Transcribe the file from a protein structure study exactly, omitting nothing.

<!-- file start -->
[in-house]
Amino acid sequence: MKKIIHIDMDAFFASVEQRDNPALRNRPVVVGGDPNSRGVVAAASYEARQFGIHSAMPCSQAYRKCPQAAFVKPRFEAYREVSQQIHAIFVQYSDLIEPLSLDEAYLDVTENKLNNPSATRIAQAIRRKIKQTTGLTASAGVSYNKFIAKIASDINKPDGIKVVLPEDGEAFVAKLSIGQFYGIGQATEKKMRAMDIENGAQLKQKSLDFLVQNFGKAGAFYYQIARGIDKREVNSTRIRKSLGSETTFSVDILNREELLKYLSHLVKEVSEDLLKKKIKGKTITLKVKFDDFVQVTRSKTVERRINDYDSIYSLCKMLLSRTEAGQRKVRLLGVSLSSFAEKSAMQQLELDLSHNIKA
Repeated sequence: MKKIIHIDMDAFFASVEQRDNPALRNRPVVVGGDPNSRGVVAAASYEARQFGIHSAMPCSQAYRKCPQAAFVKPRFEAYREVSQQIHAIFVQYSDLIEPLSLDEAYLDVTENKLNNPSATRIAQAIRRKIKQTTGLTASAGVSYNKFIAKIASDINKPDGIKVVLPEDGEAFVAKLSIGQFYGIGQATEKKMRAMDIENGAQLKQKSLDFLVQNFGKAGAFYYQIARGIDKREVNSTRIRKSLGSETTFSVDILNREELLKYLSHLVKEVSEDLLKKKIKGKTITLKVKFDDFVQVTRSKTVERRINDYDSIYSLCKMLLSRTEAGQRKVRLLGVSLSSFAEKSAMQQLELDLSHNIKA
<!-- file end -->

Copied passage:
[in-house]
Amino acid sequence: MKKIIHIDMDAFFASVEQRDNPALRNRPVVVGGDPNSRGVVAAASYEARQFGIHSAMPCSQAYRKCPQAAFVKPRFEAYREVSQQIHAIFVQYSDLIEPLSLDEAYLDVTENKLNNPSATRIAQAIRRKIKQTTGLTASAGVSYNKFIAKIASDINKPDGIKVVLPEDGEAFVAKLSIGQFYGIGQATEKKMRAMDIENGAQLKQKSLDFLVQNFGKAGAFYYQIARGIDKREVNSTRIRKSLGSETTFSVDILNREELLKYLSHLVKEVSEDLLKKKIKGKTITLKVKFDDFVQVTRSKTVERRINDYDSIYSLCKMLLSRTEAGQRKVRLLGVSLSSFAEKSAMQQLELDLSHNIKA
Repeated sequence: MKKIIHIDMDAFFASVEQRDNPALRNRPVVVGGDPNSRGVVAAASYEARQFGIHSAMPCSQAYRKCPQAAFVKPRFEAYREVSQQIHAIFVQYSDLIEPLSLDEAYLDVTENKLNNPSATRIAQAIRRKIKQTTGLTASAGVSYNKFIAKIASDINKPDGIKVVLPEDGEAFVAKLSIGQFYGIGQATEKKMRAMDIENGAQLKQKSLDFLVQNFGKAGAFYYQIARGIDKREVNSTRIRKSLGSETTFSVDILNREELLKYLSHLVKEVSEDLLKKKIKGKTITLKVKFDDFVQVTRSKTVERRINDYDSIYSLCKMLLSRTEAGQRKVRLLGVSLSSFAEKSAMQQLELDLSHNIKA